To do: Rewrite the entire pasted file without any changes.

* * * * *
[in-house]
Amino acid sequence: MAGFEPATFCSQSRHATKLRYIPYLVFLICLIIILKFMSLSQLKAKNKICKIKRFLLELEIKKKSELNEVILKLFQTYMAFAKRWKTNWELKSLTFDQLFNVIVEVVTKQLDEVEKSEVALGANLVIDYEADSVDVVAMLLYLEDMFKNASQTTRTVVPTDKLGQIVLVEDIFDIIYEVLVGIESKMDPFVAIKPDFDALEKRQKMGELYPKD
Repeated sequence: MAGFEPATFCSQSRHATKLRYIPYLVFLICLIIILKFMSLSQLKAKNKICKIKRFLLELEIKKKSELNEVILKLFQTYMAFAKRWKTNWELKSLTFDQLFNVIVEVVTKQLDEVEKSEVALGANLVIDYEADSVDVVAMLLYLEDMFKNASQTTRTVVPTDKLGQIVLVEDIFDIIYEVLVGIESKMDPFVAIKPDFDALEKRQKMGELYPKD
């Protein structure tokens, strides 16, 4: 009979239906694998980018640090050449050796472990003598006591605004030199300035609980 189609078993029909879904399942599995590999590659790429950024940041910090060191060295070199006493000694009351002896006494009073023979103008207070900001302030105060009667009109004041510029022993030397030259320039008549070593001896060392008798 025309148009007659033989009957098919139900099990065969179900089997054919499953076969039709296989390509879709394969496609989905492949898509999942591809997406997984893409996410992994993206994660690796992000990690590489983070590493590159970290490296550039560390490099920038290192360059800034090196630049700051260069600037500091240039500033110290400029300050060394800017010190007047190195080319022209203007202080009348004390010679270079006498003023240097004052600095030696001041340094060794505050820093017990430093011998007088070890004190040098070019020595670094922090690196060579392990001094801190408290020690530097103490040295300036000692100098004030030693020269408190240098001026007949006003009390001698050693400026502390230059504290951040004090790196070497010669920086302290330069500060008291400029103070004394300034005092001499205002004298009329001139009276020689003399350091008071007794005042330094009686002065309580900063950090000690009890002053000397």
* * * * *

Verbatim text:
[in-house]
Amino acid sequence: MAGFEPATFCSQSRHATKLRYIPYLVFLICLIIILKFMSLSQLKAKNKICKIKRFLLELEIKKKSELNEVILKLFQTYMAFAKRWKTNWELKSLTFDQLFNVIVEVVTKQLDEVEKSEVALGANLVIDYEADSVDVVAMLLYLEDMFKNASQTTRTVVPTDKLGQIVLVEDIFDIIYEVLVGIESKMDPFVAIKPDFDALEKRQKMGELYPKD
Repeated sequence: MAGFEPATFCSQSRHATKLRYIPYLVFLICLIIILKFMSLSQLKAKNKICKIKRFLLELEIKKKSELNEVILKLFQTYMAFAKRWKTNWELKSLTFDQLFNVIVEVVTKQLDEVEKSEVALGANLVIDYEADSVDVVAMLLYLEDMFKNASQTTRTVVPTDKLGQIVLVEDIFDIIYEVLVGIESKMDPFVAIKPDFDALEKRQKMGELYPKD
């Protein structure tokens, strides 16, 4: 009979239906694998980018640090050449050796472990003598006591605004030199300035609980 189609078993029909879904399942599995590999590659790429950024940041910090060191060295070199006493000694009351002896006494009073023979103008207070900001302030105060009667009109004041510029022993030397030259320039008549070593001896060392008798 025309148009007659033989009957098919139900099990065969179900089997054919499953076969039709296989390509879709394969496609989905492949898509999942591809997406997984893409996410992994993206994660690796992000990690590489983070590493590159970290490296550039560390490099920038290192360059800034090196630049700051260069600037500091240039500033110290400029300050060394800017010190007047190195080319022209203007202080009348004390010679270079006498003023240097004052600095030696001041340094060794505050820093017990430093011998007088070890004190040098070019020595670094922090690196060579392990001094801190408290020690530097103490040295300036000692100098004030030693020269408190240098001026007949006003009390001698050693400026502390230059504290951040004090790196070497010669920086302290330069500060008291400029103070004394300034005092001499205002004298009329001139009276020689003399350091008071007794005042330094009686002065309580900063950090000690009890002053000397």